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Recent data shows more than 60% of job seekers try to assess the social and cultural inclination of an employer before joining it
Recent data shows more than 60% of job seekers try to assess the social and cultural inclination of an employer before joining it

The companies Gen Z swipes right on

Carbon footprint, gender policies, work-life balance.. these are the issues post-millennials raise about a company they’re considering working for, and they’re willing to take a cut in salary or benefits to stick to their ethics

Mumbai’s Shruti Sethu, 26, chose her first employer on the basis of its social and ethical ethos. “For me, an organization with gender or racial biases or someone who is non-compliant with environmental norms, is a no go," she says. Throughout the multiple interview rounds with Aranca, a global research and advisory company, Sethu kept asking questions about corporate social responsibility activities, which non-profits the company is associated with and its internal policies. She also read about the company on online platforms like LinkedIn and Glassdoor, and chatted with employees to find out more about the company. What convinced her about Aranca was that the company had internal policies on reducing carbon footprint.

Generation Z, or post-millennials, those born between 1995-2015, demand more than a good salary package from prospective employers. They want to work with companies that have it all—from climate consciousness to inclusive and flexible work policies.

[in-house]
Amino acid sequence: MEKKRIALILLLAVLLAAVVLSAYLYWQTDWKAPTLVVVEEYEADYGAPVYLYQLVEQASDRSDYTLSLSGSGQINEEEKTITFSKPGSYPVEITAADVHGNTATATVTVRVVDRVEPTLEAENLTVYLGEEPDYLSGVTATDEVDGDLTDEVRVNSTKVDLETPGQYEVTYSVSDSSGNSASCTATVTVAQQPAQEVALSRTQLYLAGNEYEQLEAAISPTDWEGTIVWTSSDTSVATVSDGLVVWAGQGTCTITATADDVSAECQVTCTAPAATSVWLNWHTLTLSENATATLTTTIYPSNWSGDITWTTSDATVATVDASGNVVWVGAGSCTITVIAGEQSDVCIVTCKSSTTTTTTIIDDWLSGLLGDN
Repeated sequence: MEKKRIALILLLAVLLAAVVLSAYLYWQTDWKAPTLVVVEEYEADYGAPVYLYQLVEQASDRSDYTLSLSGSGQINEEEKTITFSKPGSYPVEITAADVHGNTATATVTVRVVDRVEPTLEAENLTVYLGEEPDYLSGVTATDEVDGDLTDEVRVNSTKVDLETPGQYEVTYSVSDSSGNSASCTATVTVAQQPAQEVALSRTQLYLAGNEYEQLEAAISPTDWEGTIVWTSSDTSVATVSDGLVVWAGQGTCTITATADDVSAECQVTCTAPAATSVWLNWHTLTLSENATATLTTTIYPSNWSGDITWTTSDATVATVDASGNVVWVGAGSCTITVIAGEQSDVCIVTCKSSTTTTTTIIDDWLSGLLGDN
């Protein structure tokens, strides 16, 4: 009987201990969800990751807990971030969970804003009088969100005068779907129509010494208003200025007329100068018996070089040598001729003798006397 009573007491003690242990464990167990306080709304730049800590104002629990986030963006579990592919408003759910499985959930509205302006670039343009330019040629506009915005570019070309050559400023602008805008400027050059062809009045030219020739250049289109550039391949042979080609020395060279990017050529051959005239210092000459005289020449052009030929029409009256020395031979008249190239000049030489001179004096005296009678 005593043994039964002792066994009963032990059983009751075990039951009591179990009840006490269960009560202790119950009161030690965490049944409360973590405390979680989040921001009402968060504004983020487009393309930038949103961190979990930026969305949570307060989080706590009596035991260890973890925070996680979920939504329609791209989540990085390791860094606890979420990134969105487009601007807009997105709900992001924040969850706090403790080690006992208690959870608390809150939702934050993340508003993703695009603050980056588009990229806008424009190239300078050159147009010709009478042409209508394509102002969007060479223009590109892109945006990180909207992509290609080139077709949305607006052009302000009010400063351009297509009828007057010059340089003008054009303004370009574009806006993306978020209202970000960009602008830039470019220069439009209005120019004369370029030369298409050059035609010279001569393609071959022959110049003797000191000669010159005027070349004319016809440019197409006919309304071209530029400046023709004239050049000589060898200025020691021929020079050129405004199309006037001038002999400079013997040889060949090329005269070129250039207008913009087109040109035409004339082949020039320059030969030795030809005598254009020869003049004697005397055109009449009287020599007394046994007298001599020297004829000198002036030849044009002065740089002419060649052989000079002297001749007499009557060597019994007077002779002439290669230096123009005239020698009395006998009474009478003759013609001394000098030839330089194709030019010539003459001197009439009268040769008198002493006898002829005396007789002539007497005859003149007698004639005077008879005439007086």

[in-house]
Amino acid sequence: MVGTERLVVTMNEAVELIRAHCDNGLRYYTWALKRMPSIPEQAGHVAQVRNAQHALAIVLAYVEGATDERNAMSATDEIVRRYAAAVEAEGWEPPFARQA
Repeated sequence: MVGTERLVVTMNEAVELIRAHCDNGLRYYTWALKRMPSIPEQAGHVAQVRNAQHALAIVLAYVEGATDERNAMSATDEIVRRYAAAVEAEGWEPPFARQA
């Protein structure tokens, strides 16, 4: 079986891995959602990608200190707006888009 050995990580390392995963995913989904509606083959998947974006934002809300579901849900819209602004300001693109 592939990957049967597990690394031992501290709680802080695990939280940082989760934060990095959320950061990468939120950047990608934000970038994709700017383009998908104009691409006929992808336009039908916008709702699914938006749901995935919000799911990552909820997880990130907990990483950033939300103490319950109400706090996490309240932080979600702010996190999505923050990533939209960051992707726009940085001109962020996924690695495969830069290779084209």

Data by job portal Indeed shows 61% of job seekers try to assess the social and cultural inclination of a prospective employer in some capacity while searching for jobs. “The new generation is looking for more than just money or a company’s vision," says Pratixha Narkar, head (human resources) at Aranca, who hired Sethu. She has seen a rising interest in questions related to social accountability, environmental impact and work culture from prospective employees.

THE CHOICES WE MAKE

There’s a simple reason for it. Unethical practices within the company lead to toxicity and stress, which spills over to personal life, says Ishita Goyal, 24, who works as an assistant manager at real estate firm K Raheja Corp in Mumbai. “No job is worth that," she says, adding that it’s quite important for her generation to be part of an organization that is not detrimental to society.

Goyal joined the firm in November, after studying its internal culture. Policies like six days’ leave for volunteer work, flexible work timings and work from home options, gender-neutral bathrooms, and accessibility for differently-abled convinced Goyal that her choice was right.

A recent LinkedIn study says over 40% of millennials and post-millennials consciously seek to work with companies with a purpose and call it a top priority.

“Employers have to become more empathetic not only to attract but retain the workforce," says Ruchee Anand, head (talent and learning solutions), LinkedIn India. Citing the same study, she says 77% of companies have been tweaking their policies to attract the new workforce by getting more creative, carving out new careers, and offering flexible benefits that include working remotely.